Bye-bye California -- with a visit to the doctor
It’s less than a week now till I leave sunny California (yes still sunny), and there is an impossible number of things still to fit in. Grade the students’ papers, write two reviews, get a paper together for a conference in January – to name just three of the more pressing obligations.
The truth is that I had a rather leisured and genteel image of how life would be when I finished the lectures -- some nice early nights, curling up in bed with a novel or two, toddling down the road to the movie theatre . . . You know the kind of thing.
Well it hasn't been quite like that. For a start, writing the lectures left me pretty brain dead – so that even girlie novels have seemed an intellectual bridge too far. My rate of progress on one of the books I’m reviewing has been something like 75 pages a day. It takes a long time to get through a 550-page tome at that rate.
And then of course there are all the people I want to see before I leave and had to put off until after I’d finished performing. There’s not a lunch or dinner that remains free till I leave. Huge fun, but it doesn’t actually speed up the reading!
Not to mention getting things organized for going to Sudan after Christmas. You’ll be hearing more of this in due course, you wont be surprised to learn. But for the time being, the story is about getting a Yellow Fever vaccination. Not quite as simple here, it turns out, as in the UK.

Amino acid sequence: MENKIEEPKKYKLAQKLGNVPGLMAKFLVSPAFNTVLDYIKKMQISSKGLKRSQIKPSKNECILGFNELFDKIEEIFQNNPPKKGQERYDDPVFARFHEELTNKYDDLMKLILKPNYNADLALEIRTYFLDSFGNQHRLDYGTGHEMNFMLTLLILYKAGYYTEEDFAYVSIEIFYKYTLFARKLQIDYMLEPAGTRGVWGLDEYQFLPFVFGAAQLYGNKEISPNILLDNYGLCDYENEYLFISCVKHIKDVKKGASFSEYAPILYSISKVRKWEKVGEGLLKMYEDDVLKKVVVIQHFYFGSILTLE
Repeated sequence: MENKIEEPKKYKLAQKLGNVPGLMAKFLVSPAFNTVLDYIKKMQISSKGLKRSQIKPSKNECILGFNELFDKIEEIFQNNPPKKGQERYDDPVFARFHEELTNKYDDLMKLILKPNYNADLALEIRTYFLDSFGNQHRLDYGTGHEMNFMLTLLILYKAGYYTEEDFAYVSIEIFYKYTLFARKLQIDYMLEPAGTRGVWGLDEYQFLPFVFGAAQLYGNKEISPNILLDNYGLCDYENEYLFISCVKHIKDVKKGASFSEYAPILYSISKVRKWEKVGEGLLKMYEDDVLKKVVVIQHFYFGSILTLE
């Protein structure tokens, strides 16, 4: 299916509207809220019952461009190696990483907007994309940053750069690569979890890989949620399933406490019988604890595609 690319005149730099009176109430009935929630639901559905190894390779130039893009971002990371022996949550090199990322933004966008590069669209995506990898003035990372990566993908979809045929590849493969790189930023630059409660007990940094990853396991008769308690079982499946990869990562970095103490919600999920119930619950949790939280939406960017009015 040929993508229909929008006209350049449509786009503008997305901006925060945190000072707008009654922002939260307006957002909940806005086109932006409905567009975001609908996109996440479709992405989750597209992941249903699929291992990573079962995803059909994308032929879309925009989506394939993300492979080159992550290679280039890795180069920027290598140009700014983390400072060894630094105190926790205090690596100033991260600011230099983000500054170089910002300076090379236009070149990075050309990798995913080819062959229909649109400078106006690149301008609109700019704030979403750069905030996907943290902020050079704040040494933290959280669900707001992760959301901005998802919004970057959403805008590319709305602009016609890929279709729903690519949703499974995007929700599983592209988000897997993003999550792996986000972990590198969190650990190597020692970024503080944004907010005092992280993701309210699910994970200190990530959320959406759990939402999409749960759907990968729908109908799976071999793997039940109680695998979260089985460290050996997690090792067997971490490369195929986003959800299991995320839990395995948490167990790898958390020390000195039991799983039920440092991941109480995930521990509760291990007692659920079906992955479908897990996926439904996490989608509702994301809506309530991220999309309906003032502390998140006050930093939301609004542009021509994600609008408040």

When you go to get a shot (that’s American for 'jab') in England, you walk into the surgery, wait a bit, answer some quick questions about your suitability for the vaccine, expose your arm to the nurse, get pricked and walk out.
Not so here.
My appointment at a local family doctor’s (which was also a Yellow Fever vaccination centre) was scheduled for 3.00. And there was no jab to be given without filling in a complete medical history form, an insurance form and being weighed and measured in various ways.
The don is not in the greatest shape right now. Those lectures precluded almost all exercise for two months, and encouraged the consumption of coffee, and from time to time, alcohol on an industrial scale. The more they bustled on, the more I began to panic that they were about to say that I wasn’t in fit condition to have the Yellow Fever jab (and the more the blood pressure zinged. . . .).
As it turned out, after the gloomy preliminaries, they got on and did the vaccination (plus meningitis for good measure) without batting much of an eyelid. It all took about two hours.
But it was a wake-up call about the state of the body. So belatedly some fitness treatment is kicking in. I’ve given up taking the bus to the campus, opting instead for that good-for-you brisk 20 minute walk. I’ve stopped making a pot of 10 cups of coffee in the morning and have just 3 instead. And I’ve bought some herbal tea which I take to my office in place of the previous large flask of coffee (are there people in the world who really do prefer this stuff to a nice cup of Arabica?). And the home stock of wine is remaining firmly in its bottle. Good practice for Sudan.